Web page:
Cattle prices at record highs

Smallest herds in more than 60 years expected to drive beef and pork prices even higher. 

“This year cattle prices have moved up to record highs on both sides of the border and it’s starting to impact meat prices at the grocery store,” says Scotiabank’s senior commodities expert and vice-president of economics, Patricia Mohr.

Rising meat prices in the U.S. are already beginning to affect American consumers. according to the Wall Street Journal.

“Current costs for beef are higher than I’ve ever seen in my 41 years at Wegmans,” writes Mary Ellen Burris, vice-president of the U.S. grocery chain. “Our meat experts tell me the current inventory of cattle in this country is the smallest in over 60+ years!”

High meat prices are essentially a question of supply and demand. The global appetite for meat continues to grow as the middle class in developing countries grows richer.

At the same time, high feed costs in the past several years and persistent drought in the U.S. have driven farmers to cull herds in traditional cattle country, including Texas.

What about pork?

Pork prices hit a record this summer when Porcine Epidemic Diarrhea decimated U.S. herds, says industry analyst Kevin Grier. The disease swept through 27 states killing virtually 100 per cent of piglets under two weeks old, pushing pork prices to new records.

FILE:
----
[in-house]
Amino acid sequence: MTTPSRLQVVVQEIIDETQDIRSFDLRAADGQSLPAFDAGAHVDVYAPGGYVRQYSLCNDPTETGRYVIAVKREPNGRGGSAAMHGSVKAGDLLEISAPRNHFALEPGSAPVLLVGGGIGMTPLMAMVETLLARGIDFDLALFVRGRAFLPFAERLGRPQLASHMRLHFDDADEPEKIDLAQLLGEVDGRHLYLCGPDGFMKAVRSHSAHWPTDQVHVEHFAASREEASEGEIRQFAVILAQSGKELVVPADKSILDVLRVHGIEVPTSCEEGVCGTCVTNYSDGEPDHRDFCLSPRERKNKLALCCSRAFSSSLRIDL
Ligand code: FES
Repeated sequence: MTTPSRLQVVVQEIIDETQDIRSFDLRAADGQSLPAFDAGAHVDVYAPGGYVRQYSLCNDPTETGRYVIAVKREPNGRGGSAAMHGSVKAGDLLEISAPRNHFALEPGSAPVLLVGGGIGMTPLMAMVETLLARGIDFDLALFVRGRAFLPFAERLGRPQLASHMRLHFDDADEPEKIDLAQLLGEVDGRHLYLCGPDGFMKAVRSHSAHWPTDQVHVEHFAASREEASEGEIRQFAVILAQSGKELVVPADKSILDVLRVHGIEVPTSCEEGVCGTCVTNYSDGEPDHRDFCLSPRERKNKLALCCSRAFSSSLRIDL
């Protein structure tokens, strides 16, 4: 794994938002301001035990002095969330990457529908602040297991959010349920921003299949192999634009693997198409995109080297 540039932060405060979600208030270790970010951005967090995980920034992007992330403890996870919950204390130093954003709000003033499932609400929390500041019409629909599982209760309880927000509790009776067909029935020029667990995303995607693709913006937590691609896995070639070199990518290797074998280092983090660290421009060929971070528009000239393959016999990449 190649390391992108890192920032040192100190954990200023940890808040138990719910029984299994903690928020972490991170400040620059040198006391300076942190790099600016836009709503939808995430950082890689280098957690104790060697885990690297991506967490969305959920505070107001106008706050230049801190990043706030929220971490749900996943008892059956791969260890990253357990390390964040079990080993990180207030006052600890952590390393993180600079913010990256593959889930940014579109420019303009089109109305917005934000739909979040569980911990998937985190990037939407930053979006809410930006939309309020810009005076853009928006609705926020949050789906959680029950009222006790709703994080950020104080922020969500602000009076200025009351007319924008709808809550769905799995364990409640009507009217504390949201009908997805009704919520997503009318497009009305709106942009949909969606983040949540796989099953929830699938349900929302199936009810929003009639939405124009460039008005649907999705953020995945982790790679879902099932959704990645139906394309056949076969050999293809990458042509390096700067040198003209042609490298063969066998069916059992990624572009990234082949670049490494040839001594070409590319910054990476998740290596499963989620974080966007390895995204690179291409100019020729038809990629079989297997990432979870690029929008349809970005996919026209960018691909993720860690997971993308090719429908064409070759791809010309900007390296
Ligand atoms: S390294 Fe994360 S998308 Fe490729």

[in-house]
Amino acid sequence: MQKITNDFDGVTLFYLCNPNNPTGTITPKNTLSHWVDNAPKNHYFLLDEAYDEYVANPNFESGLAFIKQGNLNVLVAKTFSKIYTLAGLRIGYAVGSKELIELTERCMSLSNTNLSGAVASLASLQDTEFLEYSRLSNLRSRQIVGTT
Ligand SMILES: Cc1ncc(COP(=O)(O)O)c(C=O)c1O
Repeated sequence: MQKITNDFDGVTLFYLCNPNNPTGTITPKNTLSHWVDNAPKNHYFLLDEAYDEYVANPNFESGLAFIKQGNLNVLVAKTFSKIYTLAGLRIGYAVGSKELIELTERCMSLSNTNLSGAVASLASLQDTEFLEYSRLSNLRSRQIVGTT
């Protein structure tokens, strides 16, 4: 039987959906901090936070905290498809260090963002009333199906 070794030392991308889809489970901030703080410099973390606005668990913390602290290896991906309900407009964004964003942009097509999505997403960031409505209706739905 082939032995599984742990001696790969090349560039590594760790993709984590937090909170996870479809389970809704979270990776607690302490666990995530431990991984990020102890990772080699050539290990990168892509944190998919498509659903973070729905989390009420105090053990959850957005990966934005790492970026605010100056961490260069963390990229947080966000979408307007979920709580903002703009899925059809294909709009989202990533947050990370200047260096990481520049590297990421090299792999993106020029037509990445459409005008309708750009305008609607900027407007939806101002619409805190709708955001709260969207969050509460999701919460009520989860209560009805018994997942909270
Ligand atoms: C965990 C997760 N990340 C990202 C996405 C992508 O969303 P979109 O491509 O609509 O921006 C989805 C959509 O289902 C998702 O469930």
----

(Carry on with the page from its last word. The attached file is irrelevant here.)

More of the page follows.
Interestingly, there is no mention of the 100,000 head of cattle wiped out in South Dakota last October by an early-season record-breaking blizzard.

Thanks to Lynn Garnet for this link

See also:
Beef prices up 17% in Canada
Prices for some cuts, such as brisket, up by 65 percent.

Bacon packages shrink as pork prices soar
Four fewer slices of bacon per package.

8 thoughts on “Cattle prices at record highs”

  1. Think about this. Most people reading this make nothing. They are just service providers be it government or business sectors. The service you provide means squat to those doing real work.

    Truth is boys and girls, U.S. is a service economy and makes almost nothing! The dollars you have in your wallet are worth less and less. All those people making cheaper goods you all flood stores to get your eager hands on during Black Friday, are actually making things.